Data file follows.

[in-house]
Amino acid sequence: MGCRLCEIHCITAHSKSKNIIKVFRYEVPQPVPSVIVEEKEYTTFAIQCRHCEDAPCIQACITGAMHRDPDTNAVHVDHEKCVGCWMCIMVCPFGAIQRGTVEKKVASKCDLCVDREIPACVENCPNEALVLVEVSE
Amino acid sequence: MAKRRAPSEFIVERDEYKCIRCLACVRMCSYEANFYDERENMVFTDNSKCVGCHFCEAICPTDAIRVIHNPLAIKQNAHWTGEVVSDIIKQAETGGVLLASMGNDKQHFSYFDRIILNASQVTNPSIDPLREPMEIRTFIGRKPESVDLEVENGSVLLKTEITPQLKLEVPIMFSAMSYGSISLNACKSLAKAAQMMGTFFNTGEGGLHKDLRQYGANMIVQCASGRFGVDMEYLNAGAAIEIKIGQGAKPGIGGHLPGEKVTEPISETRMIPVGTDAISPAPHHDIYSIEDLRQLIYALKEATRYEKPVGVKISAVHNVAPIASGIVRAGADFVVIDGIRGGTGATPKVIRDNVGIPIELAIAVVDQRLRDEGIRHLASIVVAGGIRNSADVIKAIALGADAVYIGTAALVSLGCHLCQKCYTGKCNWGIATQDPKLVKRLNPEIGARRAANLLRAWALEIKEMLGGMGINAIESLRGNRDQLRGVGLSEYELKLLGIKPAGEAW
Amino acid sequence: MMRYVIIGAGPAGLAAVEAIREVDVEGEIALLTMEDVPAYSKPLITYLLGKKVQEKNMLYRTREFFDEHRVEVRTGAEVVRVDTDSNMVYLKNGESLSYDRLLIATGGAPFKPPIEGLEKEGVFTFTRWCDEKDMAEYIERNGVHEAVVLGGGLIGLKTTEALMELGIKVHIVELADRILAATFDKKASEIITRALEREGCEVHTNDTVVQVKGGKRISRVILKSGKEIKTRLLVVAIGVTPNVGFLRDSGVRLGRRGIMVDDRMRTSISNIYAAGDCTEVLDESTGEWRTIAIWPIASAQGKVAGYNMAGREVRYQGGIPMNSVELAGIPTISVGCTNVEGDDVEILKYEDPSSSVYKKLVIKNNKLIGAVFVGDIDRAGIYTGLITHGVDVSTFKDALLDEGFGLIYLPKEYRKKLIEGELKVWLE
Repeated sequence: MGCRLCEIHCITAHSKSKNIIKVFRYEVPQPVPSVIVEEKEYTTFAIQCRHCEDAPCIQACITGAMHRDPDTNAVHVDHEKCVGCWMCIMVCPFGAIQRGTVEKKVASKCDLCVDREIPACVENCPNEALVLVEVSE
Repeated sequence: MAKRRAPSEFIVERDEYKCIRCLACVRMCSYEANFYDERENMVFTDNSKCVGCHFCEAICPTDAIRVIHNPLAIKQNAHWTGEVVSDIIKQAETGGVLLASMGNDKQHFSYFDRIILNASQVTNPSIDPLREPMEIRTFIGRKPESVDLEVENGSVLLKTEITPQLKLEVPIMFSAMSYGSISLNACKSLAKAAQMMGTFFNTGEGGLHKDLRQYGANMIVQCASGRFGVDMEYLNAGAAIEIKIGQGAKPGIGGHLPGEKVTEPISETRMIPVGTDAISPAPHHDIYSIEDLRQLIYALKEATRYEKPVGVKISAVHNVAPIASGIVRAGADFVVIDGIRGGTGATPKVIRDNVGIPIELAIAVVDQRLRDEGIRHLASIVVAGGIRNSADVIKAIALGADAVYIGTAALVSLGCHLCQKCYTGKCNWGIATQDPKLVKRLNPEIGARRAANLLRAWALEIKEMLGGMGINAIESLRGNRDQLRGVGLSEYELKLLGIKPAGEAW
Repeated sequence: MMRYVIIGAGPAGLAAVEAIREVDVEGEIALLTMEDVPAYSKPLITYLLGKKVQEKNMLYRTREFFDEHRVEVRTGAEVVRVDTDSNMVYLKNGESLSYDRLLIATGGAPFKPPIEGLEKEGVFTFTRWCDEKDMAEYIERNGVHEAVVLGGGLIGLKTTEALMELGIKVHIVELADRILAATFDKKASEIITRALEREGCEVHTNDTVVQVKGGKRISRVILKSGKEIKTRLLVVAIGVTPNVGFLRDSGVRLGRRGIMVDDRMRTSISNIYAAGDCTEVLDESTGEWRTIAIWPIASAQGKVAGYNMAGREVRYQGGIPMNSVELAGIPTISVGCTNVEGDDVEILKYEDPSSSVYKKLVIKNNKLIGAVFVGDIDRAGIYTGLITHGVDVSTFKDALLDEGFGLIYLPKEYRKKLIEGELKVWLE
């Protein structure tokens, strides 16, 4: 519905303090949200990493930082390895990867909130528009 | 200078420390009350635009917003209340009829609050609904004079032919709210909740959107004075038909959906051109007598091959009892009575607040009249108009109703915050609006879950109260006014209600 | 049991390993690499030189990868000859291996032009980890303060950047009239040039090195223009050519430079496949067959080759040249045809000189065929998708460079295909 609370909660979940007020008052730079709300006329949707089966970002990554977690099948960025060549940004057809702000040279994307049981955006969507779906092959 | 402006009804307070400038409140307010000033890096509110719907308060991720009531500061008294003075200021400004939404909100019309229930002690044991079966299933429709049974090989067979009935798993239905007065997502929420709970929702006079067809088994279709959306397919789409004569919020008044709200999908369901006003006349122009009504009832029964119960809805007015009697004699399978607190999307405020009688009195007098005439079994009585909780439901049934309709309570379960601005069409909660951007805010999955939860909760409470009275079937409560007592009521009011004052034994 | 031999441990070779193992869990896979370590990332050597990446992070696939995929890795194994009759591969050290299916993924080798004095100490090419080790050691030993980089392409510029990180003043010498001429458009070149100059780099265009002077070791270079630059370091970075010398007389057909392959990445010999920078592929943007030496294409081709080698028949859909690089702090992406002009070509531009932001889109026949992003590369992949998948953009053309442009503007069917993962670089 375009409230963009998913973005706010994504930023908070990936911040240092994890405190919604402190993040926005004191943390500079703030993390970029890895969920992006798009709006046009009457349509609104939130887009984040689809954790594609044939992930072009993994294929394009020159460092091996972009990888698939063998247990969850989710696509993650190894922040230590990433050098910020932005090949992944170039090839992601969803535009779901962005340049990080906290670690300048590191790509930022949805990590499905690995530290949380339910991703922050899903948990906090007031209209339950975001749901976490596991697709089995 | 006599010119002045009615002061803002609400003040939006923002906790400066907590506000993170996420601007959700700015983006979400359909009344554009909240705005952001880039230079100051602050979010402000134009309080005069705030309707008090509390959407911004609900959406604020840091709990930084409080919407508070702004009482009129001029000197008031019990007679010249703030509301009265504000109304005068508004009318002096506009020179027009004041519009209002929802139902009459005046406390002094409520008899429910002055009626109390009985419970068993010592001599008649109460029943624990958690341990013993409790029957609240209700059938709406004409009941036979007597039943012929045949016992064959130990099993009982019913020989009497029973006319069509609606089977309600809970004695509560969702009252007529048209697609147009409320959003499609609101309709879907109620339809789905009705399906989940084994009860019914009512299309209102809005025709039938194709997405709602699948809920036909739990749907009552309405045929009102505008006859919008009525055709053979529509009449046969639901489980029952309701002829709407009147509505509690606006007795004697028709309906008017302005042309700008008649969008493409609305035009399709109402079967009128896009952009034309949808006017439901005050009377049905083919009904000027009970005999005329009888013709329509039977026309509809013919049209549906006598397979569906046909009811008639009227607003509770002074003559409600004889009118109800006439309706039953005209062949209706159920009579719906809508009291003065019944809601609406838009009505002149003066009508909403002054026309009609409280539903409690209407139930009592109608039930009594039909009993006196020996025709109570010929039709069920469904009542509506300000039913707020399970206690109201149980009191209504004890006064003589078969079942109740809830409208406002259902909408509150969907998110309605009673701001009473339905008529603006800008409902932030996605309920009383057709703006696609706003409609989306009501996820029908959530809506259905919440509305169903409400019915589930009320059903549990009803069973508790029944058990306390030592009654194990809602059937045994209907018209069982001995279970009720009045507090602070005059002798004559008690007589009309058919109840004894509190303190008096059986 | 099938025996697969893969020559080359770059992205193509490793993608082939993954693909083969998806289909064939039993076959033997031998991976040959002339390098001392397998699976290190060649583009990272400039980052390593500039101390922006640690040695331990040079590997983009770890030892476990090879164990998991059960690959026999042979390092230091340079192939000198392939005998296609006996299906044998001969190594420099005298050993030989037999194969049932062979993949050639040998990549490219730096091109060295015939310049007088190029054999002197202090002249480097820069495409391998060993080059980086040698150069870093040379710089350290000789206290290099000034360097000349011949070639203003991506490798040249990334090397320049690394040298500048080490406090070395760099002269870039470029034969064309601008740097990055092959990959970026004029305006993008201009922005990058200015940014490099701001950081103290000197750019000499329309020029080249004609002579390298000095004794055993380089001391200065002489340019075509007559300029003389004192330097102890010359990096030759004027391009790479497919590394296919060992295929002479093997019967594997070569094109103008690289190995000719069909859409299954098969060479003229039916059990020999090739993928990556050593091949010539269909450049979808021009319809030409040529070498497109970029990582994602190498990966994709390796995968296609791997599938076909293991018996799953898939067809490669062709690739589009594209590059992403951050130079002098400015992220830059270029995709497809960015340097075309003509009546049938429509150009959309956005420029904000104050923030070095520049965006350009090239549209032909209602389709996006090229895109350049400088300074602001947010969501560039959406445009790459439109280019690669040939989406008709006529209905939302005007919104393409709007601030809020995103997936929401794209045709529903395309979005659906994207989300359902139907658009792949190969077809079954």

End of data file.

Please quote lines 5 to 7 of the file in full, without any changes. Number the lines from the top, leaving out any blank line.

Repeated sequence: MGCRLCEIHCITAHSKSKNIIKVFRYEVPQPVPSVIVEEKEYTTFAIQCRHCEDAPCIQACITGAMHRDPDTNAVHVDHEKCVGCWMCIMVCPFGAIQRGTVEKKVASKCDLCVDREIPACVENCPNEALVLVEVSE
Repeated sequence: MAKRRAPSEFIVERDEYKCIRCLACVRMCSYEANFYDERENMVFTDNSKCVGCHFCEAICPTDAIRVIHNPLAIKQNAHWTGEVVSDIIKQAETGGVLLASMGNDKQHFSYFDRIILNASQVTNPSIDPLREPMEIRTFIGRKPESVDLEVENGSVLLKTEITPQLKLEVPIMFSAMSYGSISLNACKSLAKAAQMMGTFFNTGEGGLHKDLRQYGANMIVQCASGRFGVDMEYLNAGAAIEIKIGQGAKPGIGGHLPGEKVTEPISETRMIPVGTDAISPAPHHDIYSIEDLRQLIYALKEATRYEKPVGVKISAVHNVAPIASGIVRAGADFVVIDGIRGGTGATPKVIRDNVGIPIELAIAVVDQRLRDEGIRHLASIVVAGGIRNSADVIKAIALGADAVYIGTAALVSLGCHLCQKCYTGKCNWGIATQDPKLVKRLNPEIGARRAANLLRAWALEIKEMLGGMGINAIESLRGNRDQLRGVGLSEYELKLLGIKPAGEAW
Repeated sequence: MMRYVIIGAGPAGLAAVEAIREVDVEGEIALLTMEDVPAYSKPLITYLLGKKVQEKNMLYRTREFFDEHRVEVRTGAEVVRVDTDSNMVYLKNGESLSYDRLLIATGGAPFKPPIEGLEKEGVFTFTRWCDEKDMAEYIERNGVHEAVVLGGGLIGLKTTEALMELGIKVHIVELADRILAATFDKKASEIITRALEREGCEVHTNDTVVQVKGGKRISRVILKSGKEIKTRLLVVAIGVTPNVGFLRDSGVRLGRRGIMVDDRMRTSISNIYAAGDCTEVLDESTGEWRTIAIWPIASAQGKVAGYNMAGREVRYQGGIPMNSVELAGIPTISVGCTNVEGDDVEILKYEDPSSSVYKKLVIKNNKLIGAVFVGDIDRAGIYTGLITHGVDVSTFKDALLDEGFGLIYLPKEYRKKLIEGELKVWLE